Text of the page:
A key to getting ahead in your career is to generate buzz. Getting out of the office and into the social arena, blogging and participating in Web 2.0 venues are just a few ways you can make sure your praises get sung.
By Diann Daniel
It’s a good time to aspire to IT stardom.
For one thing, there’s the growing number of IT leaders who enjoy celebrity status, people like Gregor Bailar (the former BankOne CIO who retired early to become a consultant and philanthropist),
Moreover, companies’ view of IT itself is changing. Companies are looking for
IT leaders who can be bona fide business strategists, which means more control, power and opportunity.
But you can’t capitalize on such opportunity, unless you’re getting noticed—and getting talked about. Quite simply, “being a best-kept secret will not deliver the promotion or raise,” says publicist
Wendy Serafin, principal of PR and marketing firm Nifares Group.
To make sure your unique talents and value stay—or get—in the spotlight, try these six ways of generating buzz.
1. Make friends. Often.
“A crucial piece of your job is actually to make friends with people at [your] company,” says Penelope Trunk, former software industry marketing executive and current career columnist. Being hardworking and demonstrating excellence is important. However, Trunk points out, there’s lot of research that shows people would rather work with
someone who’s likable and incompetent than those who are competent but not likeable. “And we also know intuitively that the boss always promotes the person they like the best.”
Being a star is about buzz, and buzz is created when people talk about you. And “if you don’t have friends, no one’s going to talk about you,” says Trunk. So put down that project work, and get away from your desk. Wander around the office and strike up random conversations. Go to lunch with coworkers, talk about common interests with your boss. Bring in bagels for your team. Above all, make sure the adjective “isolated” can’t be applied to you.
To those who consider themselves
too shy or introverted for networking, Trunk minces no words: “Get over it.” Isolating yourself is career suicide. Socializing doesn’t have to be hard either, Trunk points out. Those who find such social activities difficult may be putting too much pressure to say something sparkling and witty, she says. Simply being genuinely interested in others and friendly, revealing a bit about yourself, and being a
good listener goes a long way toward connecting.
2. Practice public speaking.
CareGroup CIO John Halamka—who demonstrates his own brand of the
supremely productive CIO—became so interesting to those watching him—as a
geek doctor blogger, rock-climber, vegan, Japanese flutist, medical RFID chip implantee— that he became a star in a BlackBerry ad.
Like Trunk, Halamka emphasizes making social connections. “Look for any opportunity to not be in your office,” he says—and in front of an audience.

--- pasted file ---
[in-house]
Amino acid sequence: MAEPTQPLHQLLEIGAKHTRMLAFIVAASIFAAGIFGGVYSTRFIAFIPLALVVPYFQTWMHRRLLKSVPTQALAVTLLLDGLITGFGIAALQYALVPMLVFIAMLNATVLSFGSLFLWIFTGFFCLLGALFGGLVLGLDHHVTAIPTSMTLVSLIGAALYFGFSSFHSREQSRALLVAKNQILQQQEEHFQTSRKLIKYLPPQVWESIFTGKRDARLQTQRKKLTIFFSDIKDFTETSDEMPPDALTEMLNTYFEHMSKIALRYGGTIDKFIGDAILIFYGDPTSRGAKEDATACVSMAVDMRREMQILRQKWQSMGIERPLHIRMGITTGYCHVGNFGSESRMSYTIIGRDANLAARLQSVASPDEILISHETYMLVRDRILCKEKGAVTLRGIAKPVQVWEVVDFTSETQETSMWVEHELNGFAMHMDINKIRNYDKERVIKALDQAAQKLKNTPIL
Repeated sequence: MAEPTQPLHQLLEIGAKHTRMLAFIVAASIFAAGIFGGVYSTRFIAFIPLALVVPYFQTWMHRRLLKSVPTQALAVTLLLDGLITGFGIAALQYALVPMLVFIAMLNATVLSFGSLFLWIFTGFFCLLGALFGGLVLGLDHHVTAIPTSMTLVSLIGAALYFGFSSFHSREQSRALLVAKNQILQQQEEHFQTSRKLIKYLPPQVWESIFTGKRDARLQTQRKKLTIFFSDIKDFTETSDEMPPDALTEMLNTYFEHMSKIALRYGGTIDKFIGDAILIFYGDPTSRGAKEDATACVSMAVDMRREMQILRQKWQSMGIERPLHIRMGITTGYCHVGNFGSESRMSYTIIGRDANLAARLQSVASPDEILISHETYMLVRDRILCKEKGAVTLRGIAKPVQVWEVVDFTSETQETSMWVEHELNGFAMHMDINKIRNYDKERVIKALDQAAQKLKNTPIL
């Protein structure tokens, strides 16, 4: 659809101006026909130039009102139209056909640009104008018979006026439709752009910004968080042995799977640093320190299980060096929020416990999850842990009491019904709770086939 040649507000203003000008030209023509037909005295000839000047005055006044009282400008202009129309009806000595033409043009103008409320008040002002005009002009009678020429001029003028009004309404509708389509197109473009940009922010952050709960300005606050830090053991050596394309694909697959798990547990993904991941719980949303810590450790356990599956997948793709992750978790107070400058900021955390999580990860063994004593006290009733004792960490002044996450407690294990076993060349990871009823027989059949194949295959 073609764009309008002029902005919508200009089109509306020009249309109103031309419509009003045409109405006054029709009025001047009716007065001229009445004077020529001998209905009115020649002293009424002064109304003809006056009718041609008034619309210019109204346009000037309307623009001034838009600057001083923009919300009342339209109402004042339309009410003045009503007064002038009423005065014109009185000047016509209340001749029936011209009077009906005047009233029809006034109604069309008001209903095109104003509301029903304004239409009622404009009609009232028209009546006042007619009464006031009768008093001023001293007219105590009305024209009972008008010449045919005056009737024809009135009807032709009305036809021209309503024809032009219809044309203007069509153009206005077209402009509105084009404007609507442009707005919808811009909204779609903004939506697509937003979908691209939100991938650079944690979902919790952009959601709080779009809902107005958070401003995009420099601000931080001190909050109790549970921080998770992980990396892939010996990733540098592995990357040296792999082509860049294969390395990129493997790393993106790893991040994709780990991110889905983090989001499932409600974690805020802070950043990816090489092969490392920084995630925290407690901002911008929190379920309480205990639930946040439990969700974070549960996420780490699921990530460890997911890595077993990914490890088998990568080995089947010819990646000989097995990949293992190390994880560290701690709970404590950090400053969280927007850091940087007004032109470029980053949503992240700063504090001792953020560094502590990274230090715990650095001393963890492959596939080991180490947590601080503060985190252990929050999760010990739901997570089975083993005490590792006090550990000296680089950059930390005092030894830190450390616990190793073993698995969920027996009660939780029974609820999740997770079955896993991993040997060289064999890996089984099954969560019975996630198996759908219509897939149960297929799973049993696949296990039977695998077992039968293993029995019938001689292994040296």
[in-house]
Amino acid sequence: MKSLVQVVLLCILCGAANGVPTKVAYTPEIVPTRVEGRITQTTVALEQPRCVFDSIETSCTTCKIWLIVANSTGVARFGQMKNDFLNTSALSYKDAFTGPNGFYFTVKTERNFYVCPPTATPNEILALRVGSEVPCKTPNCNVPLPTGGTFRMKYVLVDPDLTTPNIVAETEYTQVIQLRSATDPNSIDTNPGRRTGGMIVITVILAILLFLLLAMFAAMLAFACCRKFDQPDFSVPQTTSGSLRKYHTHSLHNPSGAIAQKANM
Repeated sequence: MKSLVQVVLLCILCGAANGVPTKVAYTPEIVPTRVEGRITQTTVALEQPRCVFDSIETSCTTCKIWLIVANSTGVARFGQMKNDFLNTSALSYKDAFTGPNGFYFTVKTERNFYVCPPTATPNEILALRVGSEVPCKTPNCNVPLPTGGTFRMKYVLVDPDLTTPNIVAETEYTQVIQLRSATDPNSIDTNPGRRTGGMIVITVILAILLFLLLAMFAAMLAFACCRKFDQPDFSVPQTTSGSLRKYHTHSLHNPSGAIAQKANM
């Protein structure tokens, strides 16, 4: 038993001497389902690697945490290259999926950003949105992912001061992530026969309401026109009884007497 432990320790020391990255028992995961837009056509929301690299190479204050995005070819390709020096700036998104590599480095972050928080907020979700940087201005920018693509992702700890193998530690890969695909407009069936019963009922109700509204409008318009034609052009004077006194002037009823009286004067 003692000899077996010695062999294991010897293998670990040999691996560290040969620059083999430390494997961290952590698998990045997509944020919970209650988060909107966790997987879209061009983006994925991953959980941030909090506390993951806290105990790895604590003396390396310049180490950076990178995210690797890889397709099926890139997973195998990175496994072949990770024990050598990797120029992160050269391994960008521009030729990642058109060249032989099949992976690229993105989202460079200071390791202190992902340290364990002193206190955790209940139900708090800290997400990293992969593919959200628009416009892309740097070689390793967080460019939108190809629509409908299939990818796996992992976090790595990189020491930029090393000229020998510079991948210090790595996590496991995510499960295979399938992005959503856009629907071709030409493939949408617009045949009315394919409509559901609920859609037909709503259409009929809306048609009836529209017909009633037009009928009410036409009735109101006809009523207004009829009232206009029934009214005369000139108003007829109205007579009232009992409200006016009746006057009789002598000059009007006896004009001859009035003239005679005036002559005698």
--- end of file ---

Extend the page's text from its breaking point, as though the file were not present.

Halamka also stresses the importance of talking in front of groups. “Put yourself out in front of the crowd, be highly visible.” This applies not just to seasoned pros, but to those early in their career as well. “Even early on when my roles were much smaller, whenever possible, I put myself in the public eye in public venues inside and outside the organization to speak about the kind of work we were doing. Don’t be shy.”
That may easy to say for a guy who gave a PowerPoint presentation on a Jumbotron in front of 30,000 people at Gillette Stadium near Boston, but what about the rest of us? Start small, he says. He recommends starting with small groups but emphasizes that you should continue to challenge your comfort level as often as you can. “Once you do public speaking often enough, you realize you have nothing to fear,” he says. After presenting in front of 10 people, you realize you can do 50, then 100, and so on.
3. Practice open—and frequent—communication. And hold the jargon.
Halamka believes that people’s interest in him is a direct result of something he holds core: communication. “It is absolutely key,” he says. To that end, he uses broadcast e-mails, public speaking and blogs to give as many folks as possible insight into his plans, doings, and accomplishments. He believes communicating on such a large scale creates openness and trust that isn’t possible with a multitude of single-person or small-group e-mail threads. And such public conversations have a side benefit: “I actually avoid having to write hundreds of individual e-mails,” he says.
Halamka’s openness is not for the faint of heart, but his information sharing provides a lesson for all: Your colleagues, managers and customers are more likely to care about what you are doing, root for your success and help out when things get tough if they have clear visibility into what your daily workings and projects are. “The consequence of being so public at everything is that you become a personality,” says Halamka. Being known as a good communicator makes others perceive him as more human, he adds. Being extremely visible with your communications turns you into a real person, not just “a CIO” or “a developer” and therefore others—even your customers and vendors—interact with you in a different way.